The Intimidation Factor of Dwight Howard, Part II
November 2nd, 2009 by Jon Nichols

The following is part of a weekly series I will be doing at the Orlando Magic blog, Third Quarter Collapse.

Last week I took a look at how Dwight Howard impacts the effectiveness of close attempts for opponents.  Specifically, we saw that opponents take it to the basket less often when Howard is in the game, but they are slightly more efficient in making those attempts and getting to the free throw line.

As promised, today I’m going to show which opposing players are the most affected by Howard.  To do this, I again turned to the play-by-play data.  First, I narrowed the list down to players who attempted at least 10 close shots (dunks or layups) against Howard last season.  For each player, I calculated their field goal percentage in close shots and close attempt rate (amount of close attempts divided by total attempts), as well as their free throws per field goal attempts rate.  All of these were calculated when they weren’t facing Dwight Howard.  I then calculated the same three statistics when Howard was in the game, and compared the differences.  The results are available in the spreadsheet below:


There are a couple of important things to note.  First, we have the weighted averages, located at the bottom of the sheet.  Unlike the last study, in which we had mixed results, Howard has a decidedly negative impact (a good thing for the Magic) in each category for these players.  He has the strongest impact on their free throw rate, but he also reduces their close field goal percentage by a decent amount as well.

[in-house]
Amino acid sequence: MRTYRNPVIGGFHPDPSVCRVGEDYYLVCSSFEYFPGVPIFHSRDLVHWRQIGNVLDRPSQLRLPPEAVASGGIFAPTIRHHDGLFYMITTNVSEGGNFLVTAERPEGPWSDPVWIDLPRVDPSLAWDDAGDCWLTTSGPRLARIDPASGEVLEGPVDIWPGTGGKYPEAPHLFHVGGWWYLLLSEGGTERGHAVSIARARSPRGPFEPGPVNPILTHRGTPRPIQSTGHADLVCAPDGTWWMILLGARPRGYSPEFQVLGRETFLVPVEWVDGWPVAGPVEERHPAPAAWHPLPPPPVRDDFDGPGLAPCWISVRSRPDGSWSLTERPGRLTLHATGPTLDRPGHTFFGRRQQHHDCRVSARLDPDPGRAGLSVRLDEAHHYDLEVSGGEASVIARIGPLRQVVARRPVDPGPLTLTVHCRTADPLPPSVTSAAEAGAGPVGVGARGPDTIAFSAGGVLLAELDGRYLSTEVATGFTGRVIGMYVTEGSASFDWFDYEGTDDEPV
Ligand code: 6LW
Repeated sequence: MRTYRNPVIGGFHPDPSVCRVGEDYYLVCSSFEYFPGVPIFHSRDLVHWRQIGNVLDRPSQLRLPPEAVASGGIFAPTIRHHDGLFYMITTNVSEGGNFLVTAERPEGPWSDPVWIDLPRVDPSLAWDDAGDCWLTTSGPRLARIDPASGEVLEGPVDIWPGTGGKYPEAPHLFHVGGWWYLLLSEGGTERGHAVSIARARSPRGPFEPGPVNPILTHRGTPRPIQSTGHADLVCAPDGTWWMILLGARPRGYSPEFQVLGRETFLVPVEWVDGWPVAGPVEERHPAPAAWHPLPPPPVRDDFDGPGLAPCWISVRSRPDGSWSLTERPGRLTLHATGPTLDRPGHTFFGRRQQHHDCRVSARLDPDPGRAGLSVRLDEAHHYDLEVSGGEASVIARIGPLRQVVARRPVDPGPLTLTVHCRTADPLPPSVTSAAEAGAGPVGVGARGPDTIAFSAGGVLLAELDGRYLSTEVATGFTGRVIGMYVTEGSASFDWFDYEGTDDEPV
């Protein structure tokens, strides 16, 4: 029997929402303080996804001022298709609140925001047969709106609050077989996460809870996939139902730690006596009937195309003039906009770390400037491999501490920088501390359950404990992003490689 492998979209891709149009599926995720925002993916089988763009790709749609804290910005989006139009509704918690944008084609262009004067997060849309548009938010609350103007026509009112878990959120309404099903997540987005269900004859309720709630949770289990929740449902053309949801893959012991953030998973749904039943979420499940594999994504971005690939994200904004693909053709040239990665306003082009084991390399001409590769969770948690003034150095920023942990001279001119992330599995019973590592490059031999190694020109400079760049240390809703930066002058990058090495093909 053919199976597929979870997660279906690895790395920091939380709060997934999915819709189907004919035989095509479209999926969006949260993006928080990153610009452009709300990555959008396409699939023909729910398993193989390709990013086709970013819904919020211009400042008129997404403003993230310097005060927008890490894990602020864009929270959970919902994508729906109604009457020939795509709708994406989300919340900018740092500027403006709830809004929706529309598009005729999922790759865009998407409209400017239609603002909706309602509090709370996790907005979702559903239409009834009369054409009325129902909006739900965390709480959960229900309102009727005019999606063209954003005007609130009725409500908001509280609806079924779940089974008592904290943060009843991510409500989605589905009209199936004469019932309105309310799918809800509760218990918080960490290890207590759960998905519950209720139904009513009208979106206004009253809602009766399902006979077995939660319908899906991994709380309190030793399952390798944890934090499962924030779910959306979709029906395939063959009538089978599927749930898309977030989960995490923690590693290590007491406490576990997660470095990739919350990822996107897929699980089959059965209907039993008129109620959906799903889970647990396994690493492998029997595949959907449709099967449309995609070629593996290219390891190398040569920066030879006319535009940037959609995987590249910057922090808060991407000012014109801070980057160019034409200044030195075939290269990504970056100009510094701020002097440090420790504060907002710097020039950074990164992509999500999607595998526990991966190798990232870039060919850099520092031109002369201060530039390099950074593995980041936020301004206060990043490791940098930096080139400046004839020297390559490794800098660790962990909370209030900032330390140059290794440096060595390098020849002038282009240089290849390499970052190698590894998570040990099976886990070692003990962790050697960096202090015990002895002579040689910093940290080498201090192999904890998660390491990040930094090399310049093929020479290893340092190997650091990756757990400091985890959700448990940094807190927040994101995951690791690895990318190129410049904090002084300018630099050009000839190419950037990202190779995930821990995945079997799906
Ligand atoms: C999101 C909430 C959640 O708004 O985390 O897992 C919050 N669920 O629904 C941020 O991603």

We still need to separate these results so that they’re showing the impact of just Dwight Howard and not the entire Orlando Magic team.  Therefore, for each player, I looked at how their stats changed against the entire Magic team.  These players increased their close attempt percentage by 0.2%, but saw their field goal percentage go down 2.6% and their FT/FGA go down by 3.3%.  What additional benefit did Dwight Howard (or at least the lineups featuring Dwight Howard) provide?  He lowered the close attempt percentage by an additional 1.2%, the close field goal percentage also by an additional 1.2%, and the free throw rate by an additional 4.3%.

I’m not exactly sure why the results are different from last week.  The last study had the risk of being too broad, but this study has the risk of being too narrow and including small sample sizes.

With that being said, just for fun, let’s look at which players were “intimidated” the most by Dwight Howard last year.  Among the players that qualified, LeBron James shied away from close attempts more than any other player when Howard was in the game (of course, LeBron still takes it to the hole more than most players).  Dwyane Wade is not too far down the list at #5, so perhaps these former Olympic teammates of Howard showed some respect.

Despite challenging him less, those two players still were more efficient around the rim when Howard was in the game.  The same cannot be said for Bobcats Boris Diaw and Gerald Wallace, who saw their field goal percentages plummet when they took the ball inside against Howard.  Finally, let’s discuss free throws.  A pair of big men, Anderson Varejao and Zach Randolph, saw their free throw rates decline the most when opposing Howard.

Who wasn’t intimidated by Howard?  An unlikely pair, Rashad McCants and Russell Westbrook, appeared to love a challenge and attempted considerably more dunks and layups than normal when Howard was in the game.  They didn’t experience much success, though.  Marquis Daniels became much more efficient at the rim against Howard (as did James, T.J. Ford, and Wade), while Brandon Roy was the most adept at increasing his fouled rate versus Howard.  For the record, Wade had the most total close attempts versus Howard during the season, followed by David Lee.

Next week I’ll take a look at something that’s been hotly debated: Hedo Turkoglu vs. Vince Carter.

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